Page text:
Joe Hanlon

"Successful white farms are a myth"

Zimbabwe's land reform. Tens of thousands of violent Mugabe-supporters invaded prosperous white farms, wrecked them and reduced the country to ruins. Not true, says 'Zimbabwe takes back its land', a new book by Joe Hanlon, Jeanette Manjengwa and Teresa Smart. The ZAM Chronicle Q & A with Joe Hanlon

You say the invaders weren't sent by Mugabe?

Mugabe didn't support land reform at first. He decided to grab back control later. Some of the new farmers were cronies, the vast majority was not.

Aren't you condoning racial victimization?

Racial victimization started much earlier. 100.000 black farmers were forcibly removed by colonialists in the 40's. Many of the later land invaders were their children.

But the white farmers produced lots of food?

That the white farms were so successful is a myth. They left large parts of the land untended and Zimbabwe was importing food at times even then.

We hear that small farms are not as good as large, commercial farms.

When we say 'small', we don't mean subsistence farmers. The new 'small' farmers produce for the market. Four million people now make a living that way, as opposed to 1 million before. It's a way out of poverty.

What is going to happen to the whites?

Many are becoming suppliers and experts. They understand that land reform was long overdue. It's only those who refuse to engage who are left behind.

Shouldn't they get compensation?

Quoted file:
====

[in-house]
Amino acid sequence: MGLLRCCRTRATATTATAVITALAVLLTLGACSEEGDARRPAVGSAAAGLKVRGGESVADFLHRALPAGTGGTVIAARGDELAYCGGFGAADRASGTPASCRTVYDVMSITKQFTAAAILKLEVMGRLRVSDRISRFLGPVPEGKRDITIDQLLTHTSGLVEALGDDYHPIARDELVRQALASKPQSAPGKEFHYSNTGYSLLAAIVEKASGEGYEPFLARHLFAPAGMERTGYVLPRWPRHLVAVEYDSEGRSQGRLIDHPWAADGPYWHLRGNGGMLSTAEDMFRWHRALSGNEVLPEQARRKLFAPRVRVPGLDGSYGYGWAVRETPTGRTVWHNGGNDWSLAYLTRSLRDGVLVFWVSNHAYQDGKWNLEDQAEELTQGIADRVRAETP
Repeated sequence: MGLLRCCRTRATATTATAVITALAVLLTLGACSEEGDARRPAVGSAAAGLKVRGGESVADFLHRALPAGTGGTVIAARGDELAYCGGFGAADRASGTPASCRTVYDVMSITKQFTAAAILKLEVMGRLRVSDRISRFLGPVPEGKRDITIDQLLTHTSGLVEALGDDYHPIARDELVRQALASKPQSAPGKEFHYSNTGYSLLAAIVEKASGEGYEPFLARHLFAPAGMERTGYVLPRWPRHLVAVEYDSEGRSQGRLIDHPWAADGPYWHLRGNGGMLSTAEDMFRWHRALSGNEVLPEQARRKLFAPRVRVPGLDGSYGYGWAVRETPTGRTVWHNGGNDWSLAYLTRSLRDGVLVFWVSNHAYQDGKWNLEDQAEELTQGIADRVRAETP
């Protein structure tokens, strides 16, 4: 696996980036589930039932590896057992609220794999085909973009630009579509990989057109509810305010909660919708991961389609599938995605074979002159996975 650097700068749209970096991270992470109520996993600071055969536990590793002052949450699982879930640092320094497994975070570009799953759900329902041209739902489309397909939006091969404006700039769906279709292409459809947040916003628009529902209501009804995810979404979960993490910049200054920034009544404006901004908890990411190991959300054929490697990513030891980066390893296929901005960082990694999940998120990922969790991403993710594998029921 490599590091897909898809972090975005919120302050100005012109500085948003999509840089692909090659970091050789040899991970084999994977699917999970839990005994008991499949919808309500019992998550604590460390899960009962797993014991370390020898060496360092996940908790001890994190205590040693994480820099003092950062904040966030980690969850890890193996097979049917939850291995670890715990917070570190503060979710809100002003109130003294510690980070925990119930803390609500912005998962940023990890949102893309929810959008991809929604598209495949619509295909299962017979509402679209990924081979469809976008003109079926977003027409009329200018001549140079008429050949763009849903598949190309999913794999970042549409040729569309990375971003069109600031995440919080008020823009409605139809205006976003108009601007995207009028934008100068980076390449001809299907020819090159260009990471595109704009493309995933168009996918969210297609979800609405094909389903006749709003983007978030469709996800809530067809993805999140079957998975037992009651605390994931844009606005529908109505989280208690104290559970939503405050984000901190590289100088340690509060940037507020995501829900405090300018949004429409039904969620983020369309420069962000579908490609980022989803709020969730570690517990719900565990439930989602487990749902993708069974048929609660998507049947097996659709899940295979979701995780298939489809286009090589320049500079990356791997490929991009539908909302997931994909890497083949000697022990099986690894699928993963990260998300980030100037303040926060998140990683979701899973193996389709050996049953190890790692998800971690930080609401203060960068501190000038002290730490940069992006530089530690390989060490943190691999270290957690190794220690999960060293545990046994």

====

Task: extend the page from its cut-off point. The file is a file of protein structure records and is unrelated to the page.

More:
If we go that way, the black farmers who were removed without compensation in the 40's should come first.

Can the new black farmers really farm?

It takes 20 years to become a successful farmer. White farmers received massive subsidies, assistance, training. The new farmers are getting by without help. Nevertheless, production levels are already up to 1990's levels again.

In South Africa, land reform seems to be failing miserably.

In SA people were removed from the land a century ago. You can't give land to a non-farming community and tell them 'go farm'. You need to put in the assistance.

Critics have said your research is biased.

The World Bank has now come out with statistics very similar to ours. You can see the increase in productive land use in Zimbabwe since the invasions even on Google Earth.

And that you look over the human rights abuses.

We have a whole chapter on human rights. But this is a book about land reform. All we do is challenge some stereotypes, such as that the white farms were so successful and that the Zimbabwean economy is now in ruins. Some of the critics may be reluctant to let go of the stereotypes.

This interview was conducted by Evelyn Groenink, ZAM Chronicle’s investigations editor.